Before Valentine B. Lawless went off to war in 1944, he indulged himself in a little piece of fancy. At 36, he was still as romantic as his unusual name suggested. And so he left a special provision to his will, to be read only in the event of his death by his brother Edward.
After Valentine did die, in a plane crash at Linz in October 1944, Edward discovered that his brother had been hopelessly besotted with a girl who loved another. In death, he wished that his estate–$3600â€”be used to support the weekly delivery of one perfect, anonymous rose to his secret beloved. It was his idea, he wrote, â€œto furnish the girl with the pleasure of receiving the rose, not to have her think of me because I sent it to her.â€Â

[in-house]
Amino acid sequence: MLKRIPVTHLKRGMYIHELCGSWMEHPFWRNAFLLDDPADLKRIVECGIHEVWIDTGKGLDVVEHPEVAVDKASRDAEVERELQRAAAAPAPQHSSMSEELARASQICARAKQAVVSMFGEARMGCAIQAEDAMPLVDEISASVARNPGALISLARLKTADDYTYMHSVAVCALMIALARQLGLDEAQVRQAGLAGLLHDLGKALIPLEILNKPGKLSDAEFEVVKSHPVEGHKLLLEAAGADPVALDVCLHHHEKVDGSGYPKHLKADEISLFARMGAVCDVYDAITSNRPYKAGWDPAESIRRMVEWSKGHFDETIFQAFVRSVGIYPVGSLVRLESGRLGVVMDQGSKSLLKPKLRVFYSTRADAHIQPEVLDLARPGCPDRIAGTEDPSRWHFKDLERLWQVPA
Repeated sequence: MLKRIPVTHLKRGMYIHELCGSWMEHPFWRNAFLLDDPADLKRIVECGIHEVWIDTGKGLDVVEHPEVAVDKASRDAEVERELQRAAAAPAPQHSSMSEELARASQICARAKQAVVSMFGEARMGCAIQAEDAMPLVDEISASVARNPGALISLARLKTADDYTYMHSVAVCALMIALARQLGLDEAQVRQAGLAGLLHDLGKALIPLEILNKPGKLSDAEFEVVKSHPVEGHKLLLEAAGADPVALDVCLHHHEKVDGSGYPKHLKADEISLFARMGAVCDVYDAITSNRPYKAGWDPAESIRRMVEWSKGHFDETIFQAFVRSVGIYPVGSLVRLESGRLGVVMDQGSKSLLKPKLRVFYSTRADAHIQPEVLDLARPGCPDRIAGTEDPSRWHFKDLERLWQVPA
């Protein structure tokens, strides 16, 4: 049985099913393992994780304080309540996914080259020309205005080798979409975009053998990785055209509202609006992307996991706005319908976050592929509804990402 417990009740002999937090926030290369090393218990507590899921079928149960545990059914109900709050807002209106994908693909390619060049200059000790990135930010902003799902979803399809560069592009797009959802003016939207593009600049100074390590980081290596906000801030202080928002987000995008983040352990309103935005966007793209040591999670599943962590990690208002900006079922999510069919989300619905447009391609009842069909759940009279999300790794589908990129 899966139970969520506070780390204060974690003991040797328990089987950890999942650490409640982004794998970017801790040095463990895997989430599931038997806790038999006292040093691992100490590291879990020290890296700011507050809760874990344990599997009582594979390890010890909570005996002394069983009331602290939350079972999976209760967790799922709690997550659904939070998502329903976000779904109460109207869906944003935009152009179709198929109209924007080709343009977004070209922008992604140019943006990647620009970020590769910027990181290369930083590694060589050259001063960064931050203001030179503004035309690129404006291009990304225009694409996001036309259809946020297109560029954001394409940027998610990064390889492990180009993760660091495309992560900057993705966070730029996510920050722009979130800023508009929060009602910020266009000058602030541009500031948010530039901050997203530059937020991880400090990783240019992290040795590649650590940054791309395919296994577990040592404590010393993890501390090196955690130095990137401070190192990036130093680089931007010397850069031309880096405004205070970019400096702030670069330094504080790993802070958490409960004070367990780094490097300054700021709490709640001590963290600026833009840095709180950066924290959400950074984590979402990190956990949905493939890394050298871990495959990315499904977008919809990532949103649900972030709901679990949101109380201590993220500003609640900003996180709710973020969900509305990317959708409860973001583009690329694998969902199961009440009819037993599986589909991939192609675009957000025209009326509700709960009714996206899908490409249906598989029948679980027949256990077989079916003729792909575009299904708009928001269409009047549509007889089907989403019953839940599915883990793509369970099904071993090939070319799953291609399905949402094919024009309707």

But just as Valentineâ€™s personal name reflected his character, so did the familial surname reflect sister Margaretâ€™s. She contested the will on the grounds that it was â€œnot practical,â€Â and in so doing caused Valentineâ€™s secret wish to become fodder for the national press, as well as the local rags. It is reported that the unnamed lady of the bequest is married and living in the Virginia Tidewater section.